By Joe Achcar
Posted on December 22nd, 2010 in General
The Beirut, Lebanon, race track built in 1910 was a rare piece of Levantine-Florentine architecture that was destroyed in 1982. The Baghdad, Iraq, race track was built in 1920. When the Bagdad racetrack was closed due to political upheavals in Iraq, horse racing in Beirut flourished. Many of the Iraqi racehorse owners began racing their horses in Beirut, where they spent the hot summer months.
Iraqi horses began to come to Beirut in the end of the 1940’s. These horses were often from a different type than the desert Syrian horses who until then were a majority at the Beirut racetrack and the Iraqis began to win nearly every race. In 1953, Gilbert Asseily, the well-known journalist in charge of the horse racing section of the French speaking news paper “L’Orient” wrote an article with the title “Why Iraqi horses are beating our horses”, where he said: “these horses are from the progeny of the Anglo Arab “Tabib” and I suggest that they run in separate races”. Of course, nobody took his advice seriously and the Iraqi horse invasion amplified after 1958 when the new Iraqi military leader Abdul Karim Kassem closed the Baghdad racetrack.
When in 1987 the Syrian Ministry of Agriculture, followed in 1990 by the Lebanese SPARCA (under General Salim Al Dahdah) compiled the pure Arab horse stud book for submission to WAHO, there was not one single descendant of any Iraqi horse in either studbook, mainly because both the Syrians and Lebanese believed that Iraqi racehorses had a doubtful origin and were not asil Arabians.
In the late 1990s, the Iraqi Arabian Horse Association issued its first WAHO approved studbook composed of Iraqi Arabs in addition to some 100 mares and 7 stallions of Crabbet bloodlines imported from England. In browsing the pedigrees of the local Iraqi horses registered in that studbook one can fiund dozens of “Tabib’s” progeny listed as pure Arab horses. In that book Tabib is called “Dahman Amer d.b”.
There are two version on Tabib’s origin; the Lebanese/Syrian version and the Iraqi version. On the Lebanese/Syrian version:
In 1998, I wrote an article in Arabic on the “Bedouin horse, an endangered species in its own land”. One of the main reasons for this being the descendants of “Tabib” and their influence. While writing this material I had the chance to interview two friends of mine, two old gentlemen who spent all their life at the Beirut hippodrome, racing horses for nearly 60 years: the late Elias Murad and Khalil Bey Haidar who is now in his 90s. Both told the same story about “Tabib’s”: he was a grey horse originating from Cyprus; one told me that he was an Anglo Arab while the second told me that he was a full English Thouroughbred. The horse raced and won twice in Beirut in the 1930s, was rejected by the Lebanese/French classification committee and was prevented from racing again. His owner took him to Syria, namely to the Tell Kalakh region, at the Lebanese/Syrian border famous for horse breeding (Gen. Fadlallah El Haddad the stallion O’bajan from there for the Babolna stud). There he was taken by the Iraqis to Baghdad and raced under the name of “Al Souri” or “The Syrian”.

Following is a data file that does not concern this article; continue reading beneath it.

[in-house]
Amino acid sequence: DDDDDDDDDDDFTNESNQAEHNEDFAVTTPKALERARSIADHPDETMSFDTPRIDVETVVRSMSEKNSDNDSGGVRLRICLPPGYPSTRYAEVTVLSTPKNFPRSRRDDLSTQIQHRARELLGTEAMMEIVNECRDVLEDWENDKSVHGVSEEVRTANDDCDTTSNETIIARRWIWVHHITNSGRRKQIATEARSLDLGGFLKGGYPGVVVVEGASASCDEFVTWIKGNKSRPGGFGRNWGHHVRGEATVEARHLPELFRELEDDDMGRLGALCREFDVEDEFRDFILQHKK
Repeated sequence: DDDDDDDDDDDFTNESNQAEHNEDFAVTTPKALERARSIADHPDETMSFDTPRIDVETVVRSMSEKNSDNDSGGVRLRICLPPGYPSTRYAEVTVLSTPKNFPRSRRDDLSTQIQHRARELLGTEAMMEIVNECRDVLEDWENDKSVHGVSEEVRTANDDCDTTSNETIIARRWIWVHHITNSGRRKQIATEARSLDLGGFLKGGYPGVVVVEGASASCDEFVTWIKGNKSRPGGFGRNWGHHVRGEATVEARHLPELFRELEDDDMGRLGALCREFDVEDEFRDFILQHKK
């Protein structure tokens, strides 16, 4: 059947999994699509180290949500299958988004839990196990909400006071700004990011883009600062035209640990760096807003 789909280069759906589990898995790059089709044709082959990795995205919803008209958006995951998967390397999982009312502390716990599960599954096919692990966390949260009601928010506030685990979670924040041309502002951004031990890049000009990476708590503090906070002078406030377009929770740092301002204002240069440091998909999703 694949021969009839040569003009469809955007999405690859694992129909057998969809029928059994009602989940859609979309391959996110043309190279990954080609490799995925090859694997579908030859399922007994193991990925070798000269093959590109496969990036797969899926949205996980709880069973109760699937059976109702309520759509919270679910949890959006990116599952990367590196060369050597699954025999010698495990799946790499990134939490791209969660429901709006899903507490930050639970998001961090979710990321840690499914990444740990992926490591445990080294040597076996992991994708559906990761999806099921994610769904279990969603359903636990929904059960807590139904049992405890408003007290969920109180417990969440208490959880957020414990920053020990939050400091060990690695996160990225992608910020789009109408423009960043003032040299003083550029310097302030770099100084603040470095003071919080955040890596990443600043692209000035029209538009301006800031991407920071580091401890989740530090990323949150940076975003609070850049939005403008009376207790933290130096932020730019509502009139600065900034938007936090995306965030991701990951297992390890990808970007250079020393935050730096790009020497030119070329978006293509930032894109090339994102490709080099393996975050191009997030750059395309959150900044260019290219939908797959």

My friend Dr. Mohamed el Nujaifi of Iraq wrote a book on “The Iraqi Arab horse” in 2005. It is a valuable source of information on the origin of the old Iraqi Arab horses, theirs tribe of origin and their influence mainly on the modern Turkish Arab horses. The book contains the Iraqi version of the origin of the stallion “Tabib” a.k.a “Al Souri”.
According to this version, the horse originated from the Bani Sakhr tribe of Jordan and given as a gift by the Emir Abdallah of Jordan (the future King Abdallah I of Jordan) to Saad el Dine Pasha Shatila, a very wealthy businessman and amateur of Arab horses. The Pasha wanted the horse to race in India, so he send him to Iraq to get a passport issued for him by Iraqi racing authorites. This was the only way to an Arab horse to enter India at that time, as both countries were under British rule then.
In Iraq the horse was accepted by the very strict classification committee headed by Major Chadwick the horse raced at the Baghdad track and won two races, then he had a hoof problem and was put to stud. At horse he did not attracted many mares first because he was not a well known Iraqi horse, and second as a winner of only two ordinary races his racing record was a bit weak. The Pasha Shatila then visited Baghdad and informed the Iraqi breeders of the horse’s status as a present of King Abdallah of Joradn and the Iraqi breeders started using him more intensively.
Dr Nujaifi’s argument in defense of the horse is mainly based on the ordinary racing times recorded by “Tabib’s” progeny on the Baghdad track. He believes that if this horse was an Anglo-Arab or a English Thoroughbred his racing abilities should have been better to other Iraqi horses.
Below is a 1986 photo of the stallion Kamel, from the sire line of Tabib. His damline is Hamdani Simri, and he is held by Usama al-Nujaifi. Usama al-Nujaifi is today the Speaker of the Iraqi House of Representatives.